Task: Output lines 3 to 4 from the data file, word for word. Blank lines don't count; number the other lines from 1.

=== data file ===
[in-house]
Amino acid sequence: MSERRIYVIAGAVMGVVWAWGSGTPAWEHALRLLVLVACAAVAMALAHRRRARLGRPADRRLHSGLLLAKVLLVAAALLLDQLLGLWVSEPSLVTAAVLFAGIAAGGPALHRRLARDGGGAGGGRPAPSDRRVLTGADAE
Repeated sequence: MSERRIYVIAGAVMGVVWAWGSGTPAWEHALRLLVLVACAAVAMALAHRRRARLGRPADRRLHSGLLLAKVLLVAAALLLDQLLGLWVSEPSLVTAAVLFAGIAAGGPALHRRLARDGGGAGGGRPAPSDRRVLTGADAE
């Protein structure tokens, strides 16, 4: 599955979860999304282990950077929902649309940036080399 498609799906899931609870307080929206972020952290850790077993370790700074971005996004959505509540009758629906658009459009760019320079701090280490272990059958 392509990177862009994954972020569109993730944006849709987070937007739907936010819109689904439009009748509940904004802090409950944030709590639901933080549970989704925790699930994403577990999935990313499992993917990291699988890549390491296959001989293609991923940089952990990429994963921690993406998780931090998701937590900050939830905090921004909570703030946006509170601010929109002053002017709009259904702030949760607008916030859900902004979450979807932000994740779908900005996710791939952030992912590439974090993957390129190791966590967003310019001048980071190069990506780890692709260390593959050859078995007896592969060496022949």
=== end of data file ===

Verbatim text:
Repeated sequence: MSERRIYVIAGAVMGVVWAWGSGTPAWEHALRLLVLVACAAVAMALAHRRRARLGRPADRRLHSGLLLAKVLLVAAALLLDQLLGLWVSEPSLVTAAVLFAGIAAGGPALHRRLARDGGGAGGGRPAPSDRRVLTGADAE
């Protein structure tokens, strides 16, 4: 599955979860999304282990950077929902649309940036080399 498609799906899931609870307080929206972020952290850790077993370790700074971005996004959505509540009758629906658009459009760019320079701090280490272990059958 392509990177862009994954972020569109993730944006849709987070937007739907936010819109689904439009009748509940904004802090409950944030709590639901933080549970989704925790699930994403577990999935990313499992993917990291699988890549390491296959001989293609991923940089952990990429994963921690993406998780931090998701937590900050939830905090921004909570703030946006509170601010929109002053002017709009259904702030949760607008916030859900902004979450979807932000994740779908900005996710791939952030992912590439974090993957390129190791966590967003310019001048980071190069990506780890692709260390593959050859078995007896592969060496022949």